Hotmail Is Dead! Microsoft Outlook Email Services Explained
When someone refers to “Outlook,” what exactly do they mean? Is Hotmail the same as Outlook now? What happened to Hotmail? Does Hotmail still exist? Why are Microsoft product names so confusing!
Microsoft has undergone several product rebrands over the years, and they would’ve been good moves if the resulting product names weren’t so poorly planned. For example, “Outlook” can now refer to a desktop email client, a web-based email client, and an online email service.
And if that weren’t perplexing enough, we also have terms like “Hotmail”, “Live Mail”, and “Outlook web app” to worry about. Which terms should you be using? By the end of this article, all of your Microsoft email questions will be answered.
Microsoft’s Email Services
Next to Gmail, Hotmail was one of the world’s most recognizable email services. Back in 1997, when Microsoft had bought it from the original creators, Hotmail offered something unique from most email inboxes: independence from ISPs like America OnLine (AOL).
This version was called MSN Hotmail and it no longer exists.
Fast-forward to 2005. Microsoft announced a new set of services and products that were designed to extend the user experience on Windows. This new suite was called Windows Live, which you might recognize in products like the now open-source Windows Live Writer and Windows Live Essentials.
As part of this movement, Microsoft planned to phase out Hotmail and replace it with a new mail system called Windows Live Mail. But when beta testers complained about the change and how they preferred the Hotmail brand, Microsoft backtracked and settled on Windows Live Hotmail.
The Windows Live brand was discontinued in 2012. Some of the services and products were integrated directly into the Windows operating system (e.g. apps for Windows 8 and 10), while others were separated and continued on their own (e.g. Windows Live Search became Bing), and the rest were simply discontinued.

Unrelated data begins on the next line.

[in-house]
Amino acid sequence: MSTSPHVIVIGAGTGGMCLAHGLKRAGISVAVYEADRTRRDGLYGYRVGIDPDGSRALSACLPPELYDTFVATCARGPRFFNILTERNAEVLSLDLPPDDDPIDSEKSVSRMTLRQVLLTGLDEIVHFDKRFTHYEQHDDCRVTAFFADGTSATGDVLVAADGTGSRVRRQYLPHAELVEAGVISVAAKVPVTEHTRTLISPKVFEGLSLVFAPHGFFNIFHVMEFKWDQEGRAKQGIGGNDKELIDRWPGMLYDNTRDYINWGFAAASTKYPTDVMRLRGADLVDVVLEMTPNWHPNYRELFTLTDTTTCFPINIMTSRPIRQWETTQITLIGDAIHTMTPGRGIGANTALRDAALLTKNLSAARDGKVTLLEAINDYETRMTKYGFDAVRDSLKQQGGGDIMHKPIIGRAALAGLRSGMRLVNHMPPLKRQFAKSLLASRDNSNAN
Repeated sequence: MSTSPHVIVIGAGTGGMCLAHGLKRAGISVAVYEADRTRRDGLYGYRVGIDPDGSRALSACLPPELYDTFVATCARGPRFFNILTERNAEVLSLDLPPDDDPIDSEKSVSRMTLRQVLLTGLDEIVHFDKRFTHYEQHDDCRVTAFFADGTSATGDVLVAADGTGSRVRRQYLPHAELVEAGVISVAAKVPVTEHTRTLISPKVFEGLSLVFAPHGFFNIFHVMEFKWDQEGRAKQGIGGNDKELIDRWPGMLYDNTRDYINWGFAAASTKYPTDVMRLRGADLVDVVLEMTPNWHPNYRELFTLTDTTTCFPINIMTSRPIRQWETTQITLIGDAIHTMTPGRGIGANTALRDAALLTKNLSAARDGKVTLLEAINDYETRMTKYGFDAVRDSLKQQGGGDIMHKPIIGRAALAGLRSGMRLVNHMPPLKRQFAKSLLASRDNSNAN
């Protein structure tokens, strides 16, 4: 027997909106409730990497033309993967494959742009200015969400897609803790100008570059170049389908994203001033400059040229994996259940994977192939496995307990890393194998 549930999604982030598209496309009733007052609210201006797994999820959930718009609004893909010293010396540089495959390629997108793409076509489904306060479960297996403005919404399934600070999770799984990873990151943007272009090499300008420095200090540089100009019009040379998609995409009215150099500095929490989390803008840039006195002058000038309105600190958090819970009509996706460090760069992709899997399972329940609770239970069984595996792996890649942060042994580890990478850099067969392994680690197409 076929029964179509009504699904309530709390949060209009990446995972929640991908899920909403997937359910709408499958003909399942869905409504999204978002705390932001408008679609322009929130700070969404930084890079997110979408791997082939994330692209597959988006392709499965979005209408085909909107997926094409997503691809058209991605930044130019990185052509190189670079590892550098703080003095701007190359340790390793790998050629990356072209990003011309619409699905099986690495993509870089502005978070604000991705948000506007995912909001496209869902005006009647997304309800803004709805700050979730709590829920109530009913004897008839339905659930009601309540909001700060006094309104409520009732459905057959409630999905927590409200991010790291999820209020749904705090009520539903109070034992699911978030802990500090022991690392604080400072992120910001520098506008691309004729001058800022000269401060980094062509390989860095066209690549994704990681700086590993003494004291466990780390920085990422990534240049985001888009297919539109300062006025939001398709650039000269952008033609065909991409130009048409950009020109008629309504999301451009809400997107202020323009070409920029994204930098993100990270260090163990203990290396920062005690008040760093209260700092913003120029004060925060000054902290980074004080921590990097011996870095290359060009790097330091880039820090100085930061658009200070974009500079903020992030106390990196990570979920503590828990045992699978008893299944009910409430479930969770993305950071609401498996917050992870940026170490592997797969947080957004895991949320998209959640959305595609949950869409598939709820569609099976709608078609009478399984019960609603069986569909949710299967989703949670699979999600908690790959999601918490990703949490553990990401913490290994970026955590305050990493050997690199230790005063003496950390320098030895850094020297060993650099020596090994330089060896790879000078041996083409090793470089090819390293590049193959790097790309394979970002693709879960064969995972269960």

Around that same time, Microsoft introduced Outlook.com, which was essentially a rebranding of Windows Live Hotmail with an updated user interface and improved features. Many people incorrectly refer to this as Outlook Online. (There’s no such thing.)
To add to the confusion, existing Hotmail users were allowed to keep their @hotmail.com email addresses but new users could no longer create email accounts with that domain. Instead, new users could only create @outlook.com addresses, even though both email accounts used the same email service.
So as of right now, Outlook.com is the official name of Microsoft’s email service, which was formerly known as Hotmail and Windows Live Hotmail.
Microsoft’s Web Email Clients
Back in the golden days, the Hotmail website was the web interface for the Hotmail email service. There was no brand mismatch. The services were one in the same. Whenever you said “Hotmail,” people always knew what you were talking about.
Things just aren’t that simple anymore.
In 2011, just one year before Microsoft discontinued their Windows Live brand, they introduced Office 365. At the time, Office 365 was geared towards business and corporate users, but was gradually expanded to include regular consumers as well.
As part of Microsoft’s push for Office 365, they released a collection of web apps called Outlook on the web (formerly Outlook Web App) in 2015. This suite included four separate tools: Microsoft Outlook Mail, Outlook Calendar, Outlook People, and Outlook Tasks.